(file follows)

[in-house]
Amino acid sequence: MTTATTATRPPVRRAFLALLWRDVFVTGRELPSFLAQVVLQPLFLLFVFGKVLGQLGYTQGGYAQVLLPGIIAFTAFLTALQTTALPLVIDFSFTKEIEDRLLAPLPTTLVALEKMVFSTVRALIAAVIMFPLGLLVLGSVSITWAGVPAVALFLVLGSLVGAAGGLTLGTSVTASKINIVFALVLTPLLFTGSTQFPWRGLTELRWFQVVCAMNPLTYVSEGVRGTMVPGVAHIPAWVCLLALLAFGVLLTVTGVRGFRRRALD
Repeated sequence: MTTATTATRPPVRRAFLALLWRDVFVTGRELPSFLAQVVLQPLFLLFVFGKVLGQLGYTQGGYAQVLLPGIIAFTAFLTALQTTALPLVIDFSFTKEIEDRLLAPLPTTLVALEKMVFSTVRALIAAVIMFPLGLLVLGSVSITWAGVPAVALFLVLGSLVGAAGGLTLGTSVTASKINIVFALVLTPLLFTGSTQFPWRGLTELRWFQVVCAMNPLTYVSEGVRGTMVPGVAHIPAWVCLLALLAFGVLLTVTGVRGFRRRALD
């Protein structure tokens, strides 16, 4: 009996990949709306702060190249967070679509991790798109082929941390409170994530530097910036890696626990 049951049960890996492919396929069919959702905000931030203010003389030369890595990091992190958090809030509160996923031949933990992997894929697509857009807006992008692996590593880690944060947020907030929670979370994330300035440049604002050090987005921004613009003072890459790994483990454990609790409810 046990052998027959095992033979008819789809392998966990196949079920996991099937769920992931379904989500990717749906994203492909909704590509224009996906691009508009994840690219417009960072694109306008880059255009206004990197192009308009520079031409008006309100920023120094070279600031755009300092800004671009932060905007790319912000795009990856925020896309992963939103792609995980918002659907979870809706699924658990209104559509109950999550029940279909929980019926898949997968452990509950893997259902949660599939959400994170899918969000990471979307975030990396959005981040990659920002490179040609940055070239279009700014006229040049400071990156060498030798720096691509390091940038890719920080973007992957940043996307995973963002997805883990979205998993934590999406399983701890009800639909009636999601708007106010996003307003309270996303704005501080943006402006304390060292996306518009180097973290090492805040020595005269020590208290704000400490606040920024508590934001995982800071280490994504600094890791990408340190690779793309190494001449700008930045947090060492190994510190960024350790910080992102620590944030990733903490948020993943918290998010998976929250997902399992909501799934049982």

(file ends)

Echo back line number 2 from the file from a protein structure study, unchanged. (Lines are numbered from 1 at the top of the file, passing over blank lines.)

Amino acid sequence: MTTATTATRPPVRRAFLALLWRDVFVTGRELPSFLAQVVLQPLFLLFVFGKVLGQLGYTQGGYAQVLLPGIIAFTAFLTALQTTALPLVIDFSFTKEIEDRLLAPLPTTLVALEKMVFSTVRALIAAVIMFPLGLLVLGSVSITWAGVPAVALFLVLGSLVGAAGGLTLGTSVTASKINIVFALVLTPLLFTGSTQFPWRGLTELRWFQVVCAMNPLTYVSEGVRGTMVPGVAHIPAWVCLLALLAFGVLLTVTGVRGFRRRALD